MeerKAT, situated in the Karoo, consists of a 64 dish-shaped antennas. It is an SKA precursor or ‘pathfinder’ telescope, and is the most powerful radio telescope in the southern hemisphere. The MeerKAT antennas, each 13.5 metres in diameter and standing about four stories high, are distributed over 8 km and are connected by buried power lines and optical fibre connections to very fast computers in the underground Karoo Array Processor Building (KAPB) on the Losberg site.
Find out more from SKA and SKA Observatory.
Image: Nighttime composite image of the SKA combining all elements in South Africa and Australia. Credit: SKAO, ICRAR, SARAO / Acknowledgment: The GLEAM view of the centre of the Milky Way, in radio colour. Credit: Natasha Hurley-Walker (Curtin / ICRAR) and the GLEAM Team.
Astronomers from UWC are part of an international team responsible for the remarkable discovery of two giant radio galaxies. These galaxies were spotted in new radio maps of the sky created by the MeerKAT International Gigahertz Tiered Extragalactic Exploration (MIGHTEE) survey. It is one of the largest survey projects underway with South Africa’s impressive MeerKAT radio telescope and serves as a precursor to the Square Kilometre Array (SKA) due to become fully operational in the mid-2020s.
Dr Matthew Prescott, second author on the paper, is a Post-Doctoral Research Fellow with UWC’s Astrophysics Group . Read an interview with him about his work. UWC eResearch Director Prof Mattia Vaccari and several other UWC researchers are also co-authors.
The discovery has made waves in the astronomical community around the world. Read articles from CNN, SciNews, Phys.org and Tech Times to find out more.
Image: The giant radio galaxy MGTC J095959.63+024608.6; in the background is the sky as seen in optical light; overlaid in red is the radio light from the giant radio galaxy, as seen by MeerKAT. Image credit: I. Heywood, University of Oxford / Rhodes University / South African Radio Astronomy Observatory / CC BY 4.0.
Sarah Schäfer is a Research Data Specialist and Digital Curator, and began working at UWC in 2020. She is based with eResearch and works very closely with the Research Support and Scholarly Communications team at the Library.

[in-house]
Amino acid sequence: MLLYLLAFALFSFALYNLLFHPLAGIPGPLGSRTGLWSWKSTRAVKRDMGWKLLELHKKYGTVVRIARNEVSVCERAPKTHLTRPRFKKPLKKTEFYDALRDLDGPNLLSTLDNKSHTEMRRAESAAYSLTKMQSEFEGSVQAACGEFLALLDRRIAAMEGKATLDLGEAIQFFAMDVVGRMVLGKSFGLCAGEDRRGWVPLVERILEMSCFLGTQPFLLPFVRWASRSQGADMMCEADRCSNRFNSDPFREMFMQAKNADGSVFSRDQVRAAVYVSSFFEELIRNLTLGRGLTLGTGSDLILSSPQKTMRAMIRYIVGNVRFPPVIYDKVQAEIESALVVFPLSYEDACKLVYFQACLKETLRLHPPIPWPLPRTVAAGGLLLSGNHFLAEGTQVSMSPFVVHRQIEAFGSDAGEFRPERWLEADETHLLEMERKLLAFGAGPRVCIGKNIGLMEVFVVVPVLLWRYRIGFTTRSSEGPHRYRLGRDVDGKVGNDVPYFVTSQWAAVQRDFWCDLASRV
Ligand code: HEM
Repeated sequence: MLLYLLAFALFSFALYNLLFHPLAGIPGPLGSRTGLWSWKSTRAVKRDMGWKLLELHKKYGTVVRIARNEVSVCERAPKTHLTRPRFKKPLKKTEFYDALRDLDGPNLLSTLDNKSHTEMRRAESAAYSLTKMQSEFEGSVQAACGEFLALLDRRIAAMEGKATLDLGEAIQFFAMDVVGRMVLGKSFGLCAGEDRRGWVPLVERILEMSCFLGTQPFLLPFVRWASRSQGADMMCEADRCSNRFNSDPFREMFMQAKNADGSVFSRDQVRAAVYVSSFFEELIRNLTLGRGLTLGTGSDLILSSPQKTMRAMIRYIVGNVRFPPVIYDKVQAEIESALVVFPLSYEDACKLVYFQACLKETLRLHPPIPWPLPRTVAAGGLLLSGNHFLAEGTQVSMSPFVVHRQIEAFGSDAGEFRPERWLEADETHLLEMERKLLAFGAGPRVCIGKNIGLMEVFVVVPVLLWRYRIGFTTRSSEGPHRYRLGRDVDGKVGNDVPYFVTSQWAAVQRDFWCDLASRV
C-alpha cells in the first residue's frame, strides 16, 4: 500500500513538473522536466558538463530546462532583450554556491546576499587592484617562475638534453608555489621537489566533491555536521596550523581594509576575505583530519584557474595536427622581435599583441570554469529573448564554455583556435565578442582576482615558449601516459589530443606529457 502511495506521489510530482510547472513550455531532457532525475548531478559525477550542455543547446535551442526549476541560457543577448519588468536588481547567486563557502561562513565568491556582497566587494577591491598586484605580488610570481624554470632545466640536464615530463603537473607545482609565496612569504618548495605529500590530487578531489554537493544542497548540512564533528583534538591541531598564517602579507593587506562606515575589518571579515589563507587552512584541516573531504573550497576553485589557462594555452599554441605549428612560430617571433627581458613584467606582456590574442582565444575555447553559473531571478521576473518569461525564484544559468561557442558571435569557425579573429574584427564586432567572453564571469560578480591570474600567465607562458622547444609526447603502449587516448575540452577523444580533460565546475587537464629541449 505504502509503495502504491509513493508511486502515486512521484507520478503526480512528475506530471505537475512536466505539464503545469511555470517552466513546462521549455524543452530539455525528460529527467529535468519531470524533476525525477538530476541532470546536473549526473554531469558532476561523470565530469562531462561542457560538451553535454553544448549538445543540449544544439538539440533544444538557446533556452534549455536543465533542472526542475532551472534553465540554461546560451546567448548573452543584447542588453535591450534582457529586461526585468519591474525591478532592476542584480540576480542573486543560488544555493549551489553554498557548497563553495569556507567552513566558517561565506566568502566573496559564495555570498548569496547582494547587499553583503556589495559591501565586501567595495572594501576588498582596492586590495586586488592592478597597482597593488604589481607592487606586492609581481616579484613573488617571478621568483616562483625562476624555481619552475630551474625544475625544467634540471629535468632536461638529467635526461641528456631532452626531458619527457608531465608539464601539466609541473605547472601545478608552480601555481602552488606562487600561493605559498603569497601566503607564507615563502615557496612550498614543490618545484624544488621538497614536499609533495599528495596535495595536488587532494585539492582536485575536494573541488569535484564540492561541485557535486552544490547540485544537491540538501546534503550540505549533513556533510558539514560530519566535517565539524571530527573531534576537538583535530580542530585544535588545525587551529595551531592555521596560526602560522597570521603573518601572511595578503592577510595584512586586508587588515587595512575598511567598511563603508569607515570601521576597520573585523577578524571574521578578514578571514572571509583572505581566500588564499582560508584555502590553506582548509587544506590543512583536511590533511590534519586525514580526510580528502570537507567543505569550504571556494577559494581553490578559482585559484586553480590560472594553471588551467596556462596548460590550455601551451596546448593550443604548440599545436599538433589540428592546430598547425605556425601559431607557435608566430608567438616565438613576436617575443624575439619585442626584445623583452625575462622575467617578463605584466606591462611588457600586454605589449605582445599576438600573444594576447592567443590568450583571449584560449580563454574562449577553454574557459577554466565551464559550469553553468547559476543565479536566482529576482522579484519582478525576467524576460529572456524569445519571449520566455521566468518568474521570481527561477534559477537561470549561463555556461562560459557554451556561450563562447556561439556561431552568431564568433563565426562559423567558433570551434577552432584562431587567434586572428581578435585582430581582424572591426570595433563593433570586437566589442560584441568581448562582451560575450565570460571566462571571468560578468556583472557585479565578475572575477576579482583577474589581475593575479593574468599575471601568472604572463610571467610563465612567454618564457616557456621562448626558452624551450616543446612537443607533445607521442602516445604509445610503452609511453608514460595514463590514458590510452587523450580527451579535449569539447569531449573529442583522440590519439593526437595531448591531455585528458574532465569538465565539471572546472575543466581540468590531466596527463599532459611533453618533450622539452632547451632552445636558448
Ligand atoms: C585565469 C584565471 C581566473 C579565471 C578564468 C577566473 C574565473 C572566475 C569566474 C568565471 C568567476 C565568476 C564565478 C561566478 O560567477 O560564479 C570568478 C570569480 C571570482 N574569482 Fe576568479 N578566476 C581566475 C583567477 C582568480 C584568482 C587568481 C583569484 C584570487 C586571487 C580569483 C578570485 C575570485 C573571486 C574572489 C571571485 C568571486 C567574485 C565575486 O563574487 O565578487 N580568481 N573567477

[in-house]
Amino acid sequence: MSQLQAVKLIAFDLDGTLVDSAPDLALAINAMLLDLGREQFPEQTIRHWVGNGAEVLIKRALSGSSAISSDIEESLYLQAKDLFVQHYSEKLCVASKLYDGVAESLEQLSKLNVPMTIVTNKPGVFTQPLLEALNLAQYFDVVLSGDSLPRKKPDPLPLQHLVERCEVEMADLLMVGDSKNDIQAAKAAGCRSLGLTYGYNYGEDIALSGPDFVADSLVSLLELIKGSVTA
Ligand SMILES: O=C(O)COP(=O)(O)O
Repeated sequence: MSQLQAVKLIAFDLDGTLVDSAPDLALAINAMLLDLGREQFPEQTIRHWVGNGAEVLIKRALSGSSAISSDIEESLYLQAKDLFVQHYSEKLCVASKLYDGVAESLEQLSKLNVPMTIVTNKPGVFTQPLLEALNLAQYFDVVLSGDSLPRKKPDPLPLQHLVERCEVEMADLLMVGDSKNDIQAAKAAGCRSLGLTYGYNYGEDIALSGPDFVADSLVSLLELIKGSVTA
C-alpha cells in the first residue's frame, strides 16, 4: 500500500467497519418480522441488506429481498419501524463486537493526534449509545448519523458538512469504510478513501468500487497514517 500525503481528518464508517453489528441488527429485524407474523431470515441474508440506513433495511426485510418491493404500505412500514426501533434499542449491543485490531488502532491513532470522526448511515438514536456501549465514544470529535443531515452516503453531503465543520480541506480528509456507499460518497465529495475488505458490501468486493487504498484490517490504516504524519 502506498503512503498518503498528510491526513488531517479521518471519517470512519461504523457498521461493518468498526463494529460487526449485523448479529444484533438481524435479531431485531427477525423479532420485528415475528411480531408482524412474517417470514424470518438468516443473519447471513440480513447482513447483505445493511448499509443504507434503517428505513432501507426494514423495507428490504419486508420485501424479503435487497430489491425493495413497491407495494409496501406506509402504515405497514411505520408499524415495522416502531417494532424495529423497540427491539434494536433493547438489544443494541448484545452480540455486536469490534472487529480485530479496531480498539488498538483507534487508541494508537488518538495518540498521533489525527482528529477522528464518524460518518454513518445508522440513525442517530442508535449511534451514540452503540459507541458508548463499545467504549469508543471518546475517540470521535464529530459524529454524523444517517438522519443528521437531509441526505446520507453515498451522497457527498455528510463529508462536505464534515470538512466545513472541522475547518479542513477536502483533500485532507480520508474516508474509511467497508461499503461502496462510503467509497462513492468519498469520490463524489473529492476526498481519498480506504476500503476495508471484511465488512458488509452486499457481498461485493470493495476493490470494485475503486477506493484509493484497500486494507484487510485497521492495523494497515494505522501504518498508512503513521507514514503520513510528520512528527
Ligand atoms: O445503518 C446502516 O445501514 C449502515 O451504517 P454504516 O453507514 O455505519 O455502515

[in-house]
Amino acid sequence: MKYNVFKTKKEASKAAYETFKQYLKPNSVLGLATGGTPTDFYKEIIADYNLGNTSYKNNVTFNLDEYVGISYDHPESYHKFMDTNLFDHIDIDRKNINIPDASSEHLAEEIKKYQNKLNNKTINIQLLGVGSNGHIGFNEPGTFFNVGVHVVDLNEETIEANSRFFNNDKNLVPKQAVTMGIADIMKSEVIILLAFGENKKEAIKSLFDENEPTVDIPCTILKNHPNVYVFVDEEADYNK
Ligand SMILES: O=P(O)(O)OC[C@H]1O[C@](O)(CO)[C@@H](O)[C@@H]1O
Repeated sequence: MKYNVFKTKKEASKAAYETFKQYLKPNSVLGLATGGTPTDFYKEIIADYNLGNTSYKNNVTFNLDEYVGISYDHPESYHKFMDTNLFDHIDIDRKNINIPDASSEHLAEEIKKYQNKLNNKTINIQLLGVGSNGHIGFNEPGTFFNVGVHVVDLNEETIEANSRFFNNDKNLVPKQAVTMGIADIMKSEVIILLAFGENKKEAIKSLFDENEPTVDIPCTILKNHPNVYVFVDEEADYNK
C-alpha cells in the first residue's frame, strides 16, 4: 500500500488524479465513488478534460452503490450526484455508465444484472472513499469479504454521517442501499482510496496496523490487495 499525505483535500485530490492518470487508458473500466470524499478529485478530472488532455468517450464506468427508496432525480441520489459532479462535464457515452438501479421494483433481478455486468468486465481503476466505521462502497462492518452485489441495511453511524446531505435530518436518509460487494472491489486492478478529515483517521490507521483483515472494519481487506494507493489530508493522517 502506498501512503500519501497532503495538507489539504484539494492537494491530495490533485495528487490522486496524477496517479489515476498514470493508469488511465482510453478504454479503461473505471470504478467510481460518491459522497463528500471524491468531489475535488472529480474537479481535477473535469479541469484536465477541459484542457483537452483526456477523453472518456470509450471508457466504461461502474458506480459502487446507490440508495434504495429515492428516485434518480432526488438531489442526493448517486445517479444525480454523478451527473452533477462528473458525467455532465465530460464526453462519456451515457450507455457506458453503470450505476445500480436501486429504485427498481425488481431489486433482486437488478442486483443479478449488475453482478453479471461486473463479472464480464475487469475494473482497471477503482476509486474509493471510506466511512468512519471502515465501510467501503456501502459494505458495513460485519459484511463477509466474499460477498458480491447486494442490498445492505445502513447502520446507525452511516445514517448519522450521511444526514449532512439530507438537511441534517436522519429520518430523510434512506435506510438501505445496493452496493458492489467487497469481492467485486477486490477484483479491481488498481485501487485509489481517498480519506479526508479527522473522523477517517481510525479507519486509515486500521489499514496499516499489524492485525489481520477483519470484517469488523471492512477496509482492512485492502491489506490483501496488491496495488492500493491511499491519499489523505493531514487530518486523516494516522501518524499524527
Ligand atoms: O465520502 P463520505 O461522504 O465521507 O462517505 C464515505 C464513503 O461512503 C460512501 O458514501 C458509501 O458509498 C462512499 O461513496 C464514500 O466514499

Her background is in digital cultural heritage, and her career in photography is what initially drew her to discover a research interest in digital cultural heritage. Her MPhil in Digital Curation focused on cultural heritage in the context of South African museums, and the digital transformation of museums and cultural heritage. She has an interest in digital archives, collections management and the intersection of the arts and computing.
Sarah loves that the realm of digital curation draws and benefits from knowledge in diverse areas, and involves more than cursory understandings of archiving and research data – it requires theoretical understanding and practical applications of various aspects, including Open Access, data repositories, data handling, media and formats, metadata and research data management.
Sarah is a founding member of the Network for Digital Humanities in Africa, and is a certified Carpentries Instructor.
The UWC eResearch Office, in collaboration with ICS and the Library is pleased to announce that UWC is now a partner in the REDCap Consortium, and UWC researchers can benefit from the broad range of data collection functionality that REDCap offers. At its most simple, REDCap is a web-based interface that empowers researchers to take control of their data collection work. Find out more about REDCap here.